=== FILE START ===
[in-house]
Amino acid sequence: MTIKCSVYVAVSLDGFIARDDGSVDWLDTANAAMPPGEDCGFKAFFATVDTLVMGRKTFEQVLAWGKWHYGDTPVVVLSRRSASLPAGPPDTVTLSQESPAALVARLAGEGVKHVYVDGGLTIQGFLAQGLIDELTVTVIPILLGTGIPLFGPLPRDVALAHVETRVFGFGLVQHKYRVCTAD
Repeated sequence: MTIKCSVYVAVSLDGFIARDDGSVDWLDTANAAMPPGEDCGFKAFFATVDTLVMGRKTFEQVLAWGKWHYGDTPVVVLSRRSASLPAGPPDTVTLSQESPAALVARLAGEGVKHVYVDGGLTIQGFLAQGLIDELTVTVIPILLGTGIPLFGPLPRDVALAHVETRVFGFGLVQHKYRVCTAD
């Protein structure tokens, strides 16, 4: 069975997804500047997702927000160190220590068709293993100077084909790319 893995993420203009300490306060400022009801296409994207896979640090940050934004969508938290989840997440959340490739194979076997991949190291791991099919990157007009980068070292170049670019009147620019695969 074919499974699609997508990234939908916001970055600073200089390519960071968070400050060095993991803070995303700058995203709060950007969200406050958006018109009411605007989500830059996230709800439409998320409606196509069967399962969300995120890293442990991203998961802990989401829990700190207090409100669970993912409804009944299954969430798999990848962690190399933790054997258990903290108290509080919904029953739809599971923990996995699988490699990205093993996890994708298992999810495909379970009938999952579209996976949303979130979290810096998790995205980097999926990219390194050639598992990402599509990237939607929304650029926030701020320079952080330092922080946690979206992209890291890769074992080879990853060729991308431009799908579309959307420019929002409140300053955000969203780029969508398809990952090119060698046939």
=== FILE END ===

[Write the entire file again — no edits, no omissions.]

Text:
[in-house]
Amino acid sequence: MTIKCSVYVAVSLDGFIARDDGSVDWLDTANAAMPPGEDCGFKAFFATVDTLVMGRKTFEQVLAWGKWHYGDTPVVVLSRRSASLPAGPPDTVTLSQESPAALVARLAGEGVKHVYVDGGLTIQGFLAQGLIDELTVTVIPILLGTGIPLFGPLPRDVALAHVETRVFGFGLVQHKYRVCTAD
Repeated sequence: MTIKCSVYVAVSLDGFIARDDGSVDWLDTANAAMPPGEDCGFKAFFATVDTLVMGRKTFEQVLAWGKWHYGDTPVVVLSRRSASLPAGPPDTVTLSQESPAALVARLAGEGVKHVYVDGGLTIQGFLAQGLIDELTVTVIPILLGTGIPLFGPLPRDVALAHVETRVFGFGLVQHKYRVCTAD
């Protein structure tokens, strides 16, 4: 069975997804500047997702927000160190220590068709293993100077084909790319 893995993420203009300490306060400022009801296409994207896979640090940050934004969508938290989840997440959340490739194979076997991949190291791991099919990157007009980068070292170049670019009147620019695969 074919499974699609997508990234939908916001970055600073200089390519960071968070400050060095993991803070995303700058995203709060950007969200406050958006018109009411605007989500830059996230709800439409998320409606196509069967399962969300995120890293442990991203998961802990989401829990700190207090409100669970993912409804009944299954969430798999990848962690190399933790054997258990903290108290509080919904029953739809599971923990996995699988490699990205093993996890994708298992999810495909379970009938999952579209996976949303979130979290810096998790995205980097999926990219390194050639598992990402599509990237939607929304650029926030701020320079952080330092922080946690979206992209890291890769074992080879990853060729991308431009799908579309959307420019929002409140300053955000969203780029969508398809990952090119060698046939």